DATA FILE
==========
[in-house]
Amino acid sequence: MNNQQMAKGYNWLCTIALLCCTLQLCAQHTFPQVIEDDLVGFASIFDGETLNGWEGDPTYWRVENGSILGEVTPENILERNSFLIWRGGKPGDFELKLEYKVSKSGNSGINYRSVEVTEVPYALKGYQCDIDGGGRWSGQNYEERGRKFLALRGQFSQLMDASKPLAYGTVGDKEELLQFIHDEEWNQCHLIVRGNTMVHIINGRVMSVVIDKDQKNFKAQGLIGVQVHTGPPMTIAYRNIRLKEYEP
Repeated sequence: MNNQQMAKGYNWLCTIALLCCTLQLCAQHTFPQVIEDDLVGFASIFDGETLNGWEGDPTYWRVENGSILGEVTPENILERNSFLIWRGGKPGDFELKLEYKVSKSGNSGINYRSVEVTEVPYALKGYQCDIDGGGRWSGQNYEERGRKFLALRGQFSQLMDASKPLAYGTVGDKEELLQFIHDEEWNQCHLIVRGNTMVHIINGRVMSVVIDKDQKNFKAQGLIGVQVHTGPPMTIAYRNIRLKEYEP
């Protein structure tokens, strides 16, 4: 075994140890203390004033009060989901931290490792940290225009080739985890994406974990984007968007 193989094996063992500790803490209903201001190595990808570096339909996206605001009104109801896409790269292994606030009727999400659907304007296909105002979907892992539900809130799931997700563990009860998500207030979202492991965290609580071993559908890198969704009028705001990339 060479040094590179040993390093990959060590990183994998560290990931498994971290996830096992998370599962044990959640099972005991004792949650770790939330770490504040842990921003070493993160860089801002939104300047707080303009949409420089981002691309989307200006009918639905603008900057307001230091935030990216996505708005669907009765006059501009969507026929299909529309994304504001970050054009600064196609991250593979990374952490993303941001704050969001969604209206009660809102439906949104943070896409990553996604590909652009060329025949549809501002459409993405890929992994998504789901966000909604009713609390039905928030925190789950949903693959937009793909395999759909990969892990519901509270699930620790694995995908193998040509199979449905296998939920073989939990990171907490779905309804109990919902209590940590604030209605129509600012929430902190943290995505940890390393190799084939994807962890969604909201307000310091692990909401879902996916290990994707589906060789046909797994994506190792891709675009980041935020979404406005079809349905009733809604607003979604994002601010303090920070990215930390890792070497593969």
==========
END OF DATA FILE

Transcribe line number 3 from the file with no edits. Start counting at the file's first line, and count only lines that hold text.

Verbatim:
Repeated sequence: MNNQQMAKGYNWLCTIALLCCTLQLCAQHTFPQVIEDDLVGFASIFDGETLNGWEGDPTYWRVENGSILGEVTPENILERNSFLIWRGGKPGDFELKLEYKVSKSGNSGINYRSVEVTEVPYALKGYQCDIDGGGRWSGQNYEERGRKFLALRGQFSQLMDASKPLAYGTVGDKEELLQFIHDEEWNQCHLIVRGNTMVHIINGRVMSVVIDKDQKNFKAQGLIGVQVHTGPPMTIAYRNIRLKEYEP